President Zuma has been accused of being pro KZN and particularly Nkandla focused in his development attempts.
He has even been compared to African dictators in respect of how they used their political power associated with their government positions to develop their home towns at the expense of the rest of their countries.
Perhaps, this concern from certain quarters of our society are justified considering the high and unabated levels of corruption that have engulfed our country since President Zuma came to power in 2009.
But are we not contradicting ourselves by propagating for rural development and turn around and accuse the man who is not only paying lip service to rural development, but is actually doing something for rural development to become a reality?
South Africa faces high unemployment rate, high poverty levels especially in the rural areas, dysfunctional schools, poor service delivery, unavailability of basics of life such as well equipped hospitals with qualified staff, under- qualified teachers and corruption. Because this country is more rural the majority of the people who are likely to suffer as a result of these challenges are our rural communities.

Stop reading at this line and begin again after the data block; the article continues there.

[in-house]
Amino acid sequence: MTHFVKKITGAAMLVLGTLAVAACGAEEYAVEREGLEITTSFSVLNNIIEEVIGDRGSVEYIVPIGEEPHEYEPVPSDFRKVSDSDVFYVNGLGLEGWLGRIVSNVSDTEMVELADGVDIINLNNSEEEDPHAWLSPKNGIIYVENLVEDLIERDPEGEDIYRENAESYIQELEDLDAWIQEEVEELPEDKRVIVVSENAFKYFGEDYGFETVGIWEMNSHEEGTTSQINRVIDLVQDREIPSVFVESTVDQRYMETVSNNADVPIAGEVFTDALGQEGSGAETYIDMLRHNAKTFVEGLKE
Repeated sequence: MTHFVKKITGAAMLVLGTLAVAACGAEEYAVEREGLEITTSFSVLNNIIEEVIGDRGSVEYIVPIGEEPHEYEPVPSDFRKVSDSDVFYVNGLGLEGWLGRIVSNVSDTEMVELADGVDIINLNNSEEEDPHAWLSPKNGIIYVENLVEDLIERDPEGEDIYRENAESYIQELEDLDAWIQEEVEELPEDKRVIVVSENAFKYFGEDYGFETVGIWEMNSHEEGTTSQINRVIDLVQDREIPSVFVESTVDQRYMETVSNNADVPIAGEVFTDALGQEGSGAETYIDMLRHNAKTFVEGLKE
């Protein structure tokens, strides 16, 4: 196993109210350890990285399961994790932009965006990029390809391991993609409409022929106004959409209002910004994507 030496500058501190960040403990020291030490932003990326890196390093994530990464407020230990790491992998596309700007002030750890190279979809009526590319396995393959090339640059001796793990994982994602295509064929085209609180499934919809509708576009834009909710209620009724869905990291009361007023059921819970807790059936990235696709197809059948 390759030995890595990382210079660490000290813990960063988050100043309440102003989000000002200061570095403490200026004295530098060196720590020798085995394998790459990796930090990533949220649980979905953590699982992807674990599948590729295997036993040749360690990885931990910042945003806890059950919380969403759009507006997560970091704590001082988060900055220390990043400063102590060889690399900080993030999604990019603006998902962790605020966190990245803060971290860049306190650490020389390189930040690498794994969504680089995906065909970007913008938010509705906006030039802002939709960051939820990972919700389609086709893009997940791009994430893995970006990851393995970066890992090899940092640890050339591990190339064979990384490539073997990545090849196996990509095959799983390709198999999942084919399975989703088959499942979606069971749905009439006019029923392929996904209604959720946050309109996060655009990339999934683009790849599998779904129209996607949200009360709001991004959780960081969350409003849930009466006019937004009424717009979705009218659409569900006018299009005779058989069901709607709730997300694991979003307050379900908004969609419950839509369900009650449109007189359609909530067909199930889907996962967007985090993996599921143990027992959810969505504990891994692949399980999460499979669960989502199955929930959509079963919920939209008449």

Rural development is a priority of government infrastructure and economic development for our country and it should not be a short-term political goal scoring exercise.
The majority of the people in South Africa live in the rural areas. Only two of our nine provinces are predominantly rural, that is, Gauteng and the Western Cape.
All other seven provinces are rural and in South Africa being rural also means being left out of the economic benefits of the country.
To reduce the burden of poverty on their shoulders, the people from the rural areas migrate to the cities, putting a lot of pressure on the urban infrastructure.
Who will benefit from the rural development?
It is not only the people of the rural areas that will reap the benefits of the development of their areas, but the whole country at large.
Rural development will help create job opportunities in these almost neglected areas.
There will be some economic activities in these areas.
This will be the most important empowerment project that the democratic government of this country will have ever embarked on to empower the most vulnerable and the poorest of the poor in South Africa.
The urban provinces such as Gauteng and the Western Cape will also benefit from the rural development in that the number of people who will migrate to these provinces will be drastically reduced. The municipalities of these provinces will then be able to use their limited budgets to service the local rate-payers.
Perhaps we should allow President Zuma to show the whole country how to turn the talk shop on rural development into reality.